4. Choosing an avatar is important in my opinion. I don’t think an avatar has to be just any character chosen just beacause it has to be. An avatar Has to relate to the type of person you are. I haven’t chosen my avatar officially yet but I know my avatar will most likely correspond with my personality and physical features. Who knows I might even post a picture of myself just to show the resemblance.

  5. I think choosing an avatar is important, it just really depends on the setting. Like if you’re choosing an avatar for a professional setting than maybe choose one that’s appropriate. However, if you really want to express something about you through your avatar then I think you should choose what you want.

    1. Adding to @bribrianna‘s idea that an avatar can indirectly express something about you, any student may choose an avatar with the combination of images and color to represent themselves. However, a design student is able to manipulate images and colors to create themselves an avatar placing both their aesthetics and ideas on display simultaneously.

  6. When choosing an avatar I would agree with @airy it gives a person an idea of who the person that the avatar belongs to is like, however, while in a business or professional profile one would keep either a picture of themselves or an image of something, and this can be different things, for example, lets say a picture is of a bird. The person could like birds, or it’s their pet or specifically just enjoyed the picture of a beautiful bird. An avatar can narrow things down but it can still have many meaning and impressions of a person that one can not guess. This brings to what caught my attention in Chad Renando’s article “An Avatar Analysis: Choosing your profile picture” Where in the ‘How to choose your profile picture’ section of the article he includes the metaphor type of picture, where it can mean many things all at once and still have a person guessing.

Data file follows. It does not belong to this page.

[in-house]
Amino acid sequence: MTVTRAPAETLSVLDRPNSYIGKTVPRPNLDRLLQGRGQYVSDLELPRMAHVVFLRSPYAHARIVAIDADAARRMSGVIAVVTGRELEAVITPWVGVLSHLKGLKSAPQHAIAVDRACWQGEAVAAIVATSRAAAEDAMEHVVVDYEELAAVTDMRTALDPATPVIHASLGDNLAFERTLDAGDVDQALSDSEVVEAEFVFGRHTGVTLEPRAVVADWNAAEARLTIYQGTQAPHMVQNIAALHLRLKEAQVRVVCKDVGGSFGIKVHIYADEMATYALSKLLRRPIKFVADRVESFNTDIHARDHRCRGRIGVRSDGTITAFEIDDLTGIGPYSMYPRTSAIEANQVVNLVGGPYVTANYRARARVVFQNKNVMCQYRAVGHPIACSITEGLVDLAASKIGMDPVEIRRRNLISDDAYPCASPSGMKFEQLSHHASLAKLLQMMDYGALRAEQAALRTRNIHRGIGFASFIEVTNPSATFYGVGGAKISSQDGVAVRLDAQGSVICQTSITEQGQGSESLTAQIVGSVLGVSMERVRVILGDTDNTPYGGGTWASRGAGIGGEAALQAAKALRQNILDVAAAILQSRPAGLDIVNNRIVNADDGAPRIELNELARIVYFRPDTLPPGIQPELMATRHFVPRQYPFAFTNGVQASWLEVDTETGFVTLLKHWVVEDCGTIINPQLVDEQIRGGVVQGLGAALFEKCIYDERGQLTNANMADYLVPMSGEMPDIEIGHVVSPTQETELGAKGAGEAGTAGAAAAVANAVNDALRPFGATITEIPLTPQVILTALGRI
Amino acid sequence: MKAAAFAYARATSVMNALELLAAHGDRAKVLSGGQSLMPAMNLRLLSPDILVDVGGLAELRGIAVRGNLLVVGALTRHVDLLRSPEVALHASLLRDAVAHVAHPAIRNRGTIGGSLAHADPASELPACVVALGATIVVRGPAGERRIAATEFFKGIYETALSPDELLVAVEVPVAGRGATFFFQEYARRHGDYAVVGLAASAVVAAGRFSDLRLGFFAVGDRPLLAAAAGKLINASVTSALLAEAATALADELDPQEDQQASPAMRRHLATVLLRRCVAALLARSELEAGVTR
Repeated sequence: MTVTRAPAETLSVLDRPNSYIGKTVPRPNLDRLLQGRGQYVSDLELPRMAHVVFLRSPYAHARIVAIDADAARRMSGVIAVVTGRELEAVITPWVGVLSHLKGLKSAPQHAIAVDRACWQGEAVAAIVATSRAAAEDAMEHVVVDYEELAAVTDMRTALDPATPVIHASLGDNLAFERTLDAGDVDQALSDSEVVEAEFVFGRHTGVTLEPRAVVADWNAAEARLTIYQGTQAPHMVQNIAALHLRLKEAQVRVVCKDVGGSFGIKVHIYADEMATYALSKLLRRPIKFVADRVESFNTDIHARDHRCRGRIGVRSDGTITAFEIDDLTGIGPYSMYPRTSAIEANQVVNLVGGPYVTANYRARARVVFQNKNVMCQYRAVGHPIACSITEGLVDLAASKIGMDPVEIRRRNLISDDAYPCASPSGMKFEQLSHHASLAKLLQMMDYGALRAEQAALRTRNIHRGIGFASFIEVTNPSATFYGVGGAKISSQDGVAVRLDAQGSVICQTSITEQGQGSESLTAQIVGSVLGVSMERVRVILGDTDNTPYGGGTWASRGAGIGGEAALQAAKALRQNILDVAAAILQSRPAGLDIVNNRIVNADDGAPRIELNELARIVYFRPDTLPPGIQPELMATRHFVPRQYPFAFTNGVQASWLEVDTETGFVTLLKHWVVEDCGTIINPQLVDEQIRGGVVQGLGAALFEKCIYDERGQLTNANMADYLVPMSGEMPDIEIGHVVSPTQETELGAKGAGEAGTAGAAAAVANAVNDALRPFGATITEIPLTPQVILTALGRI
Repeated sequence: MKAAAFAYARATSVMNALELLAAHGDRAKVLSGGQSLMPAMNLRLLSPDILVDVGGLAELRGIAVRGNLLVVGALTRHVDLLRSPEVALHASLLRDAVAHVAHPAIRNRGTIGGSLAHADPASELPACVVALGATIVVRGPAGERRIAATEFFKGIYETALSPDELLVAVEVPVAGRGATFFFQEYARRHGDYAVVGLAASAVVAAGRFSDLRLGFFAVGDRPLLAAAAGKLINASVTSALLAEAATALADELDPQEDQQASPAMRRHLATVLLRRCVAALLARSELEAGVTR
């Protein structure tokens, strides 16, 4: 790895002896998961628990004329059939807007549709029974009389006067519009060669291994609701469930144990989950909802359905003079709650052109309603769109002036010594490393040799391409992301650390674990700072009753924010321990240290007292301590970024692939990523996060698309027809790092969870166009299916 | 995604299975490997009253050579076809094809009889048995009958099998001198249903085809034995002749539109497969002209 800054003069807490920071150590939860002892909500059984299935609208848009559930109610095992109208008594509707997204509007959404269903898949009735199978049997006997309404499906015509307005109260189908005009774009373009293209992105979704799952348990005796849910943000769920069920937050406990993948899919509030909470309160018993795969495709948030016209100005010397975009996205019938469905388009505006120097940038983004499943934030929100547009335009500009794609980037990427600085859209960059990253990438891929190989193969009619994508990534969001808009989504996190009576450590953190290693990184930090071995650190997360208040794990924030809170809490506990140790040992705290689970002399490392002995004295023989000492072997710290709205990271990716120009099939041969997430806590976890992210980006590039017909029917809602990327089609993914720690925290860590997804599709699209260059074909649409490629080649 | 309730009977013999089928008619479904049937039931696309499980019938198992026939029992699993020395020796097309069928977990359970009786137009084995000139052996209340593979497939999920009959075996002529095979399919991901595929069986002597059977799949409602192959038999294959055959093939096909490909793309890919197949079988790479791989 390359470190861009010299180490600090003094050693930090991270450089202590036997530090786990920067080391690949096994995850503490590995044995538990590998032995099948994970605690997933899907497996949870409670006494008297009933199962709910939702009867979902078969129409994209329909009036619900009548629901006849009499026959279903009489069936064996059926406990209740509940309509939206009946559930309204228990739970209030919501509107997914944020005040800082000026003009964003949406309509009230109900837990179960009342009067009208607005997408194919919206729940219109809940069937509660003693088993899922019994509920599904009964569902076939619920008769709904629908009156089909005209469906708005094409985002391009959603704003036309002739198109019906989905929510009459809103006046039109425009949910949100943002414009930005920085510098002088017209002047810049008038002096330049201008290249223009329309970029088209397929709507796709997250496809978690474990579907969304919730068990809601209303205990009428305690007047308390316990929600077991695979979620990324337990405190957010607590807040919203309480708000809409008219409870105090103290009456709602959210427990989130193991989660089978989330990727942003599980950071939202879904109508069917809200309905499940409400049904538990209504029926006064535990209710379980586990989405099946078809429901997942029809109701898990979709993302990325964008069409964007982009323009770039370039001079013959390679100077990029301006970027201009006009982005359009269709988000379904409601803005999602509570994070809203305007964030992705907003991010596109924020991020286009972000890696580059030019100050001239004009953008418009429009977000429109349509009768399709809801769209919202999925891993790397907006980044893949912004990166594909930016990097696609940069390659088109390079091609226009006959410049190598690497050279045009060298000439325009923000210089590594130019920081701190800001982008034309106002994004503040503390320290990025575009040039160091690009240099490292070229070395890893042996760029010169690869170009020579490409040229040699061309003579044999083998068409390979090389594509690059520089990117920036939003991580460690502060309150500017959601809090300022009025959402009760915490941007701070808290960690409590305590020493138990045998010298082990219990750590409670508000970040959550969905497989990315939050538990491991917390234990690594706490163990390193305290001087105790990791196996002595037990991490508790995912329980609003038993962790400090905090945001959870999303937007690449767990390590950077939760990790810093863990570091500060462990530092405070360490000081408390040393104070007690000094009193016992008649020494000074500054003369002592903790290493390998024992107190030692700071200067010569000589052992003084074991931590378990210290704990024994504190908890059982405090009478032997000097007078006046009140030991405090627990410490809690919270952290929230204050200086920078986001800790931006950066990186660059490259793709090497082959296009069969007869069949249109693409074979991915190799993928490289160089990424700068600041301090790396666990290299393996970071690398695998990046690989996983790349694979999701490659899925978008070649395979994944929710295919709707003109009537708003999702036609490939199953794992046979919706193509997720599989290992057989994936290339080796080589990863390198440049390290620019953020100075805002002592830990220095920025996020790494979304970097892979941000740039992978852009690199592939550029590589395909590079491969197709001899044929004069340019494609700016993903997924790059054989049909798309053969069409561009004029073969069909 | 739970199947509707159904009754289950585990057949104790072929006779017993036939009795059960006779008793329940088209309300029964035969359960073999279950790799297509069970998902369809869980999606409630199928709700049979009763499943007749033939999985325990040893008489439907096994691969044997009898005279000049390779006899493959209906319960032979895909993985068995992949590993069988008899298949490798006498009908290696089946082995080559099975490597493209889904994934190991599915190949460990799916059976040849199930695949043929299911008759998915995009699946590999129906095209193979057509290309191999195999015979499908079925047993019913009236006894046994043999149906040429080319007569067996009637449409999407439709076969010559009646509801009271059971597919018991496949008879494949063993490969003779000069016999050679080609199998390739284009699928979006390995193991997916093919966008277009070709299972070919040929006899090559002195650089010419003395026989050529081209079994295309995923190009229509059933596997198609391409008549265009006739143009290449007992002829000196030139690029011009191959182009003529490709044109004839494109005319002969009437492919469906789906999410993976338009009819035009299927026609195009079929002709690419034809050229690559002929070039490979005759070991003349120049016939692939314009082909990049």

I think that from the point of view of a design student something around these lines would fit for an avatar, I think its because it’s like a game, a person could think one way about you and another can have a different thought, all these ideas are testing a creativity of a person based on a single image.

    1. I agree about how an avatar can have multiple interpretations. I would like to add on to @rcortes that yes it is testing a creativity of a person based off of an image, but it can also impact the way you feel about someone. For example, the person using a small animal like a bird could make them seem more approachable/friendly. In the article “Design avatars that make sense — and be more inclusive in the process” it states using an animal avatar is a “playful element”. As the author writes, animal icons serve its purpose as an avatar (being able to distinguish between other users) while revealing minimal information about the owner’s identity. I find that part of the text interesting and somewhat relevant to why I chose an animal as an avatar.

  7. Choosing an avatar is important because it is the first thing that people will see when viewing someone’s profile. First impressions are very important and this will give people an idea of what you might be like. The avatar should represent you and how you would like to be perceived.